No new PIRLS of wisdom just yet – Lessons to Learn
President of NAPTOSA, Mr Nkosiphendule Ntantala, while welcoming the global release of the Progress in International Reading Literacy Study (PIRLS) 2016 presented to stakeholders in Centurion today, questioned what lessons we can learn from this study.
South Africa still performs at the bottom of the 50 country list. The Russian Federation tops the list at 581 points and South Africa again scores the lowest on 320 points. Mr Ntantala asks what we can learn from the Russian Federation in order to improve our educational reading strategies in South Africa. ‘Given that the Russian Federation spends almost double the instructional time South Africa does on language and reading, it is perhaps not surprising that it continues to top the list,’ said Ntantala. Furthermore, the Russian Federation has better instructional strategies in that by the time learners reach Grade 1, they are better prepared for school. ‘Reasons for this could be because pre-schooling in that country is of a high standard, something NAPTOSA has continuously urged the Department of Basic Education to formalise,’ said Ntantala.
NAPTOSA notes that 71% of our Grade 4 learners wrote the test in the language which they speak at home. The lesson to be learned is that learners should be allowed to write assessments in their mother-tongues; a position which NAPTOSA continues to advocate. ‘Thus, despite the fact that there was a negligible increase in the bottom line result, this is likely due to the fact that learners wrote in their mother-tongue language. What this result does is mask the fact that we are still performing poorly overall. We need to question whether this is a reflection of the quality of language teaching in our country,’ said Ntantala.
Furthermore, the marginal difference in improved reading scores from ten years ago is insignificant when looking at the average class sizes of our schools. The lesson to be learned here is that poor reading performance is irrevocably linked to the average class size of 45 learners per class. ‘This increases to over 50 learners per class when learners are taught in Xitsonga, Tshivenda and siSwati. These class sizes are unacceptable. Improvement will not come on the back of over-crowded classrooms,’ said Ntantala.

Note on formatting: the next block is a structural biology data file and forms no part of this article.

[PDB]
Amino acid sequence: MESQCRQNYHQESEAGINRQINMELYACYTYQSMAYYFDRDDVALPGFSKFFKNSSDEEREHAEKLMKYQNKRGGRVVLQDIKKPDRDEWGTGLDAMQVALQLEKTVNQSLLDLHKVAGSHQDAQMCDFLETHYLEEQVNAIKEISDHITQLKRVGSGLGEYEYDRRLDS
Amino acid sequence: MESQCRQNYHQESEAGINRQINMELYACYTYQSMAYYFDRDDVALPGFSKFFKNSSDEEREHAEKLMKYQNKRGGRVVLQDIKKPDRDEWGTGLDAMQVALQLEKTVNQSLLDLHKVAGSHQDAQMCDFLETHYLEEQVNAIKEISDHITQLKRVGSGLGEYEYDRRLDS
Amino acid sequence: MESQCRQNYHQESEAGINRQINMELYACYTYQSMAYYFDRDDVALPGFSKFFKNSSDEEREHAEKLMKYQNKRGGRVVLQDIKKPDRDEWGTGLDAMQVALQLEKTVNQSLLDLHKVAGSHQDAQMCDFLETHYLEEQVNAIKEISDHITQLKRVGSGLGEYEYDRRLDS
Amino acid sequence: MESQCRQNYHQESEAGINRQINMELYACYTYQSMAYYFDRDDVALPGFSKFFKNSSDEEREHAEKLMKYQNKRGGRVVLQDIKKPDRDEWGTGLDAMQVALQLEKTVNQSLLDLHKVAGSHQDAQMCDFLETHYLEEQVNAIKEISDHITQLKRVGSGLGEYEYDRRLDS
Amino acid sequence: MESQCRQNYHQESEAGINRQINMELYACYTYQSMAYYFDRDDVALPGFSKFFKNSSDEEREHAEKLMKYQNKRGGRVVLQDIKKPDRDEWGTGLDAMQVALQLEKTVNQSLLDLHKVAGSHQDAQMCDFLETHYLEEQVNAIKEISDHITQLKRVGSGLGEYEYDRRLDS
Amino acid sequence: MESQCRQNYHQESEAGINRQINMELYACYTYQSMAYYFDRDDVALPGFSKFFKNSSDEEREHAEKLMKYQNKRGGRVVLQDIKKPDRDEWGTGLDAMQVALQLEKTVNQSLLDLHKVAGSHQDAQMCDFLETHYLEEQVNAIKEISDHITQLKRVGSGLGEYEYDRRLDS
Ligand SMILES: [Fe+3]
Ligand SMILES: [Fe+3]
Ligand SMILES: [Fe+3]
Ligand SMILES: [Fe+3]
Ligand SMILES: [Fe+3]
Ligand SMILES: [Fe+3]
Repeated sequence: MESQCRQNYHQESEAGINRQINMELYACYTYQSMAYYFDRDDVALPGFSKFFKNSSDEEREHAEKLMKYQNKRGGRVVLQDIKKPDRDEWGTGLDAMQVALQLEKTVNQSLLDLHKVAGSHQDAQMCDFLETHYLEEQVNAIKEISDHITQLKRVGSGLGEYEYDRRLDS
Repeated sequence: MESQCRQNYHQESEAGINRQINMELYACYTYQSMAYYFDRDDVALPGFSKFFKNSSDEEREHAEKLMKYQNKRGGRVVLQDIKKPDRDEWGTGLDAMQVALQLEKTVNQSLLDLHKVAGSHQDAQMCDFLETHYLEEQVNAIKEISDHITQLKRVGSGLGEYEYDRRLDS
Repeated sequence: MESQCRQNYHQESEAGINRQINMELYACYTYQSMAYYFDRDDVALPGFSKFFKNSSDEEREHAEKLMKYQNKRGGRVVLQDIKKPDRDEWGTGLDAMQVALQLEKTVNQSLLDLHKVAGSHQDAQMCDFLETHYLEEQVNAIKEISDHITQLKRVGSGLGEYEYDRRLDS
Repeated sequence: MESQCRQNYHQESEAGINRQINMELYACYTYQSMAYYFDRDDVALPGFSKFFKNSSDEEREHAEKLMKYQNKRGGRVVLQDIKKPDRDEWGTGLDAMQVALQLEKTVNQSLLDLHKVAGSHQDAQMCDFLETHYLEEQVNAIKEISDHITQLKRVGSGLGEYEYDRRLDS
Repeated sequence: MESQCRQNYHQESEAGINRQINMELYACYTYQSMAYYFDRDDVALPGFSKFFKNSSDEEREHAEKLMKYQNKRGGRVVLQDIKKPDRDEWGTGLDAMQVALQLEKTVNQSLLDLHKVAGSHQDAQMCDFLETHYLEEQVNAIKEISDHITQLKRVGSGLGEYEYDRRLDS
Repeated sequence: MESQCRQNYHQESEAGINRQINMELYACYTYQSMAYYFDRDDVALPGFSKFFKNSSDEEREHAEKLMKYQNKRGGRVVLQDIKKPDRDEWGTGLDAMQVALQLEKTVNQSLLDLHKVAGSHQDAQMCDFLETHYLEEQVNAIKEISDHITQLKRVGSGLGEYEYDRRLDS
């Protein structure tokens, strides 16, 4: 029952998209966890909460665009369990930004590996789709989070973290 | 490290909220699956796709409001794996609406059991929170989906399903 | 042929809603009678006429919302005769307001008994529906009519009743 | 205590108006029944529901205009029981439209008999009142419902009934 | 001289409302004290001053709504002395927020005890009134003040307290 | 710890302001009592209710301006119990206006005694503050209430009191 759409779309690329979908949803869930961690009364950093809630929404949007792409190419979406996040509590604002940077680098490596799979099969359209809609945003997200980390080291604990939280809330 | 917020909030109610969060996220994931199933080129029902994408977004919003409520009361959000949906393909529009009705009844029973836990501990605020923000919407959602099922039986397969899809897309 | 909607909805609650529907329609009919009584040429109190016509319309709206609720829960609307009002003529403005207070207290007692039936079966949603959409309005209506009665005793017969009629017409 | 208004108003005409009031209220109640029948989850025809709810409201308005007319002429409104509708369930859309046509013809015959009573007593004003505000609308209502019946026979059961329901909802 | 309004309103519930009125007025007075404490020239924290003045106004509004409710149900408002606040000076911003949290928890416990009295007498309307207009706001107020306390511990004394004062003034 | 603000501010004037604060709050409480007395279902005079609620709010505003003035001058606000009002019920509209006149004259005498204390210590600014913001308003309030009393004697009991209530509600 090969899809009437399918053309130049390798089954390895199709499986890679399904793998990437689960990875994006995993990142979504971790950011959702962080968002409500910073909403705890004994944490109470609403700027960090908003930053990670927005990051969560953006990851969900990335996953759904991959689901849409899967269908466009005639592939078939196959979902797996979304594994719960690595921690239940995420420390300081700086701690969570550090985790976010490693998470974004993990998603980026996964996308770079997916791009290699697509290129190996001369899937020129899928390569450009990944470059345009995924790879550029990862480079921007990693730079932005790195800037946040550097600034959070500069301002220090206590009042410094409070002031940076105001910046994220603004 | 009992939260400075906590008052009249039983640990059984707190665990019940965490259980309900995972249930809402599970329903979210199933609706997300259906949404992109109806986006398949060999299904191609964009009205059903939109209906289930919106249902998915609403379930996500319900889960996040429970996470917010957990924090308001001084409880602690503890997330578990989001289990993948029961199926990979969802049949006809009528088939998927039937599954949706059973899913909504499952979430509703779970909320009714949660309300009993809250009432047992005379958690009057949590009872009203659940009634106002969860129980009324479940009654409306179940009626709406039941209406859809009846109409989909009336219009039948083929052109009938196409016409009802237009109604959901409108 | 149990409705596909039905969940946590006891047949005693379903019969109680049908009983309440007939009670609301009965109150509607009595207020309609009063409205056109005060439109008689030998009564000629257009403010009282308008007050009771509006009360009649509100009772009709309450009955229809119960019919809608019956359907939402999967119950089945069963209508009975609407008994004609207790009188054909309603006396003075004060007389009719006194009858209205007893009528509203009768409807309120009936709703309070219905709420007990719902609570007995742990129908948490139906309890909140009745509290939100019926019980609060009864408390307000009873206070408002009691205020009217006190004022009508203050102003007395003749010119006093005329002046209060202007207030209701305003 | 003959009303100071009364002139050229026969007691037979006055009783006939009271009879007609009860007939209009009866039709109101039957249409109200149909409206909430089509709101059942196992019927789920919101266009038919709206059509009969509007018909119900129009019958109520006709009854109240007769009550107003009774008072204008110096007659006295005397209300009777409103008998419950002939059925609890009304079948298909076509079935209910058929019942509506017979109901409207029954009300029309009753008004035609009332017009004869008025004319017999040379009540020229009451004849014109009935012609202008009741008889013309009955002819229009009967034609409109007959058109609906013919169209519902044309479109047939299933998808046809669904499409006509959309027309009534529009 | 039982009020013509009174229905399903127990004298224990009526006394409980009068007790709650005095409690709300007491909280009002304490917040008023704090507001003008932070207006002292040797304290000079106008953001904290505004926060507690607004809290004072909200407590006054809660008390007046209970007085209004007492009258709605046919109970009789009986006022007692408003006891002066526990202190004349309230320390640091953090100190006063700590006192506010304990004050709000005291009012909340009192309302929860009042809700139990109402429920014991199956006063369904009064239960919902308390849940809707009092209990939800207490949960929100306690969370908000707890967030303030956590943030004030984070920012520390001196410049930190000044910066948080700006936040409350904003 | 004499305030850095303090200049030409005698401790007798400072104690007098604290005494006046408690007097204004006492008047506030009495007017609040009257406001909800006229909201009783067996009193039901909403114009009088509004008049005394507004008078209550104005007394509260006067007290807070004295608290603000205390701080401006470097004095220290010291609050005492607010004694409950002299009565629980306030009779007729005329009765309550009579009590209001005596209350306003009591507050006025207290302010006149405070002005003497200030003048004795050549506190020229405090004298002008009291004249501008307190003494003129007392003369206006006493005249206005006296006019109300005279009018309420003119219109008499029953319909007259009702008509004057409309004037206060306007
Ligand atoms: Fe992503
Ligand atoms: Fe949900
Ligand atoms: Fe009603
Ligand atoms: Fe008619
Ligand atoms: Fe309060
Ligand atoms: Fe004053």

NAPTOSA calls on the DBE to learn from the lessons the results of the PIRLS 2016 scream to us. Real strategies that address the lack of parental involvement in early learning; better funding for Foundation Phase and the formalisation of Grade R need urgent attention. We need to learn to see to it that schools are properly resourced, not only in the classrooms, but in terms of provisioning decent libraries. We need to learn that unless we operate in safe school environments; become more accountable in terms of stemming the high absenteeism rate amongst learners and teachers; and resource our homes with adequate reading materials, we will continue to fall behind our international counterparts and indeed, contribute to an illiterate society. Furthermore, we need to learn to look at the quality of language teaching in the country, and deal with the gaps head-on. ‘We acknowledge the shared responsibility that the PIRLS 2016 report alludes to; we cannot leave the education of our children solely in the hands of our educators. We need to learn from this study and move beyond the challenges it presents’ said Ntantala.
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President of NAPTOSA: Mr Nkosiphendule “Star” Ntantala – 072 198 0599
Executive Director of NAPTOSA: Mr Basil Manuel - 079 508 6228